For some years now, several major German portfolio holders of residential real estate have been listed on the stock market – including companies like Deutsche Wohnen and TAG, as well as more recently Gagfah, GSW, LEG NRW, and Deutsche Annington. In addition, there are numerous smaller listed real estate companies that are in the process of expanding their portfolios, cases in point being Westgrund, Estavis and others like them. And then there are major players such as Patrizia whose assets consist to a large extent of residential property, but who are simultaneously active in the office and retail segments.
At the moment, a significant segment of indirect real estate investments is forming within the residential real estate segment that complements the formerly dominant open-ended and closed-end property funds. They are favoured mainly by foreign investors to whom the vehicle of the German Spezialfonds is alien, and who prefer to invest in listed companies instead.
German and international investors are currently committing themselves in German residential and retail real estate above all. The number of listed companies in the retail real estate sector, however, is much, much lower. One example would be Deutsche Euroshop, which owing to the sound management by ECE has counted among Germany’s most stable listed real estate companies for years. Unlike most other listed German companies, it has an extensive track-record of comparatively low-level volatility and stable dividend payments. Another such company with a focus on retail real estate is Hahn Group, which is one of the leading German fund and asset managers in the field today. Yet aside from Deutsche Euroshop, few retail property portfolio holders have come forth with an IPO, although it is hard to see why this should be so. In contradistinction to residential stock, to which the vehicle of REIT is barred in Germany, nothing stands in the way of launching a retail property REIT.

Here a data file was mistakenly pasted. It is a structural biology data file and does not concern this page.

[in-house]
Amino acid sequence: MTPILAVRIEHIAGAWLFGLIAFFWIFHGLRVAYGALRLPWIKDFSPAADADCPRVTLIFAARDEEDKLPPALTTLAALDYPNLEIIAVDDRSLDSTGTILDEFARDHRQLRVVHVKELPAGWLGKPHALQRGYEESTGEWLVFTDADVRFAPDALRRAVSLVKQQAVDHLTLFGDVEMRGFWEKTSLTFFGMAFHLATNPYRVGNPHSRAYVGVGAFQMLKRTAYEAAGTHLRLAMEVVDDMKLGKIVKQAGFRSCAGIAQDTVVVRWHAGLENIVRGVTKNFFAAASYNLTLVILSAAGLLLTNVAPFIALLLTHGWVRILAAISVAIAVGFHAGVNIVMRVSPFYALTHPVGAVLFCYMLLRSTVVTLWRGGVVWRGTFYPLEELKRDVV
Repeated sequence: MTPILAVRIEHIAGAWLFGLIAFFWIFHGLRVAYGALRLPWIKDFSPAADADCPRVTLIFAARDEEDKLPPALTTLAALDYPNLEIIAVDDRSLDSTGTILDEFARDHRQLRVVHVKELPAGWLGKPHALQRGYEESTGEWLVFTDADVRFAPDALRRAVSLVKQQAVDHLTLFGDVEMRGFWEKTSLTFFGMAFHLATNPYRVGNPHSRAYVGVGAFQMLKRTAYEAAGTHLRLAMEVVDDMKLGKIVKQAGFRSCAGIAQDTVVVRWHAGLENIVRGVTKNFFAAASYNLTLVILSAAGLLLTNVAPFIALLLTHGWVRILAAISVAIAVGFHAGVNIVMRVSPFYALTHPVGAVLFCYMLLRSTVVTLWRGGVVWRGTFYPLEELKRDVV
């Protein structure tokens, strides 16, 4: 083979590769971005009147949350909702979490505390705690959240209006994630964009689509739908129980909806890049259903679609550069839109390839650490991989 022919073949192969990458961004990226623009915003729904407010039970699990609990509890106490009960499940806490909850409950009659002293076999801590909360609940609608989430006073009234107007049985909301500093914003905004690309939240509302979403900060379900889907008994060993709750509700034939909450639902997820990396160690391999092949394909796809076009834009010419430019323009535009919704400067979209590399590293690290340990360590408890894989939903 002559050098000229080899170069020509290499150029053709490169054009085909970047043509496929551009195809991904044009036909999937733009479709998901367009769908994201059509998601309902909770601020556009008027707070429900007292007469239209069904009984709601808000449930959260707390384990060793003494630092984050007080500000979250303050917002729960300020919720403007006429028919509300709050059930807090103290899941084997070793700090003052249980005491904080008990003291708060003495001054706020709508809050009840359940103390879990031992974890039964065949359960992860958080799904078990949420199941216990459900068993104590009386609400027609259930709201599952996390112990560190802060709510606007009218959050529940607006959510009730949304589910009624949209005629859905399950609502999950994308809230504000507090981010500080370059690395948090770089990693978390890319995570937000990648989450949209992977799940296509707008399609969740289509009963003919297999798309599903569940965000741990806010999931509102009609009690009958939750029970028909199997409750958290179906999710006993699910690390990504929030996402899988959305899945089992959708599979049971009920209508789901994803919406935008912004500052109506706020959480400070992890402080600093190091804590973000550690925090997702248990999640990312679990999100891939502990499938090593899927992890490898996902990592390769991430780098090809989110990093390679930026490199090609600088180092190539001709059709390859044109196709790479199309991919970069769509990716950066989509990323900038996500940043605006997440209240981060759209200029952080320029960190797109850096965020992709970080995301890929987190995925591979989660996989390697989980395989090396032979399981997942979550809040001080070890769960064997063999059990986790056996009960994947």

I, for one, predict a great future for listed real estate companies, which for many years have eked out a bleak wallflower existence in Germany. Indeed, I expect to see public offerings of retail real estate specialists along with the anticipated IPOs of residential portfolio holders. It is high time we had some retail REITs on the German stock market.
It is also time for a mental shift among institutional investors in Germany, which so far have steered clear of listed vehicles. Historically speaking, their reticence may have been justified by the sobering performance of many listed real estate companies in Germany. But even German insurance companies are well advised to exploit the opportunities of real estate stock more than they used to. This may admittedly take a while yet. For the time being, such stock remains the vehicle of choice for foreign investors who take an interest in the German real estate market.